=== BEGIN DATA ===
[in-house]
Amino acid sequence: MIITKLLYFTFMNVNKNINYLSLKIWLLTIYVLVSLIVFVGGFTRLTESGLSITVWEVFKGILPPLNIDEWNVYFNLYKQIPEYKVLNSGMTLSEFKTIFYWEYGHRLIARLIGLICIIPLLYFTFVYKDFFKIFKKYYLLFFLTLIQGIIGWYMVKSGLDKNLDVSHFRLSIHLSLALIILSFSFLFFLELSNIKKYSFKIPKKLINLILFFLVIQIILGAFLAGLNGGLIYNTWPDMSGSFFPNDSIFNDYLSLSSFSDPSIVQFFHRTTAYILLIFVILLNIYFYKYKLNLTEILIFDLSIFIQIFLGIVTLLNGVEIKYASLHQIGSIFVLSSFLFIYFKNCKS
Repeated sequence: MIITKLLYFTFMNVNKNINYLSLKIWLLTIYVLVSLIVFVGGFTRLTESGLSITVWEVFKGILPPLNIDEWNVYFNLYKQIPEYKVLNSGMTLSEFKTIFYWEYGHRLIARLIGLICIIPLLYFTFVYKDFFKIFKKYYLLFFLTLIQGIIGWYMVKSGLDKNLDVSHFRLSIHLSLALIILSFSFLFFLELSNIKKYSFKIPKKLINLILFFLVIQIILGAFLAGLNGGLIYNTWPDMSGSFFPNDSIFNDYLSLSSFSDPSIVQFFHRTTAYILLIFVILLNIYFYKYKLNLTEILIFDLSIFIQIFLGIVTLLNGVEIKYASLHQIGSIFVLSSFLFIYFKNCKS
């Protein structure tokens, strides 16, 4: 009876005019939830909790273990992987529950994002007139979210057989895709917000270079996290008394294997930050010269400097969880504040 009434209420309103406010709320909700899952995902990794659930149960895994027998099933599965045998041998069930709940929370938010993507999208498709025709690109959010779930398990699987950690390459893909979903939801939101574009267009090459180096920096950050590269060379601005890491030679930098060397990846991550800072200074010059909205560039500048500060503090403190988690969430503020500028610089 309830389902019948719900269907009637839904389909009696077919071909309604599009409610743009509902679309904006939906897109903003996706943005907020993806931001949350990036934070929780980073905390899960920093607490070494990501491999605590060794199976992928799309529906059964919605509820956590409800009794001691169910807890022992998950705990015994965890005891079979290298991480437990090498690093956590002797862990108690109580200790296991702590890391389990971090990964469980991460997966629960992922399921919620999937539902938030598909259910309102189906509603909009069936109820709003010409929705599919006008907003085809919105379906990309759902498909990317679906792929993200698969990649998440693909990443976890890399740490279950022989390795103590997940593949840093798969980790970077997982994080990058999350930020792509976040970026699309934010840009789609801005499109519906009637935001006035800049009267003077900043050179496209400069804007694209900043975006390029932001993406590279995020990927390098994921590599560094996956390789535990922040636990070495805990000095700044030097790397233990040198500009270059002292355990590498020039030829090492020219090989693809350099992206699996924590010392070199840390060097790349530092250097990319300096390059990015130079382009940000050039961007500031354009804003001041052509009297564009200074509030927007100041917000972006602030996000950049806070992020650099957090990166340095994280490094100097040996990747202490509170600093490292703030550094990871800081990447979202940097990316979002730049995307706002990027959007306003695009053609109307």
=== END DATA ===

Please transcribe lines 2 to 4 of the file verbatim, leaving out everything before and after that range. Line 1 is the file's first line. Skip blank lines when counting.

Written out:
Amino acid sequence: MIITKLLYFTFMNVNKNINYLSLKIWLLTIYVLVSLIVFVGGFTRLTESGLSITVWEVFKGILPPLNIDEWNVYFNLYKQIPEYKVLNSGMTLSEFKTIFYWEYGHRLIARLIGLICIIPLLYFTFVYKDFFKIFKKYYLLFFLTLIQGIIGWYMVKSGLDKNLDVSHFRLSIHLSLALIILSFSFLFFLELSNIKKYSFKIPKKLINLILFFLVIQIILGAFLAGLNGGLIYNTWPDMSGSFFPNDSIFNDYLSLSSFSDPSIVQFFHRTTAYILLIFVILLNIYFYKYKLNLTEILIFDLSIFIQIFLGIVTLLNGVEIKYASLHQIGSIFVLSSFLFIYFKNCKS
Repeated sequence: MIITKLLYFTFMNVNKNINYLSLKIWLLTIYVLVSLIVFVGGFTRLTESGLSITVWEVFKGILPPLNIDEWNVYFNLYKQIPEYKVLNSGMTLSEFKTIFYWEYGHRLIARLIGLICIIPLLYFTFVYKDFFKIFKKYYLLFFLTLIQGIIGWYMVKSGLDKNLDVSHFRLSIHLSLALIILSFSFLFFLELSNIKKYSFKIPKKLINLILFFLVIQIILGAFLAGLNGGLIYNTWPDMSGSFFPNDSIFNDYLSLSSFSDPSIVQFFHRTTAYILLIFVILLNIYFYKYKLNLTEILIFDLSIFIQIFLGIVTLLNGVEIKYASLHQIGSIFVLSSFLFIYFKNCKS
């Protein structure tokens, strides 16, 4: 009876005019939830909790273990992987529950994002007139979210057989895709917000270079996290008394294997930050010269400097969880504040 009434209420309103406010709320909700899952995902990794659930149960895994027998099933599965045998041998069930709940929370938010993507999208498709025709690109959010779930398990699987950690390459893909979903939801939101574009267009090459180096920096950050590269060379601005890491030679930098060397990846991550800072200074010059909205560039500048500060503090403190988690969430503020500028610089 309830389902019948719900269907009637839904389909009696077919071909309604599009409610743009509902679309904006939906897109903003996706943005907020993806931001949350990036934070929780980073905390899960920093607490070494990501491999605590060794199976992928799309529906059964919605509820956590409800009794001691169910807890022992998950705990015994965890005891079979290298991480437990090498690093956590002797862990108690109580200790296991702590890391389990971090990964469980991460997966629960992922399921919620999937539902938030598909259910309102189906509603909009069936109820709003010409929705599919006008907003085809919105379906990309759902498909990317679906792929993200698969990649998440693909990443976890890399740490279950022989390795103590997940593949840093798969980790970077997982994080990058999350930020792509976040970026699309934010840009789609801005499109519906009637935001006035800049009267003077900043050179496209400069804007694209900043975006390029932001993406590279995020990927390098994921590599560094996956390789535990922040636990070495805990000095700044030097790397233990040198500009270059002292355990590498020039030829090492020219090989693809350099992206699996924590010392070199840390060097790349530092250097990319300096390059990015130079382009940000050039961007500031354009804003001041052509009297564009200074509030927007100041917000972006602030996000950049806070992020650099957090990166340095994280490094100097040996990747202490509170600093490292703030550094990871800081990447979202940097990316979002730049995307706002990027959007306003695009053609109307």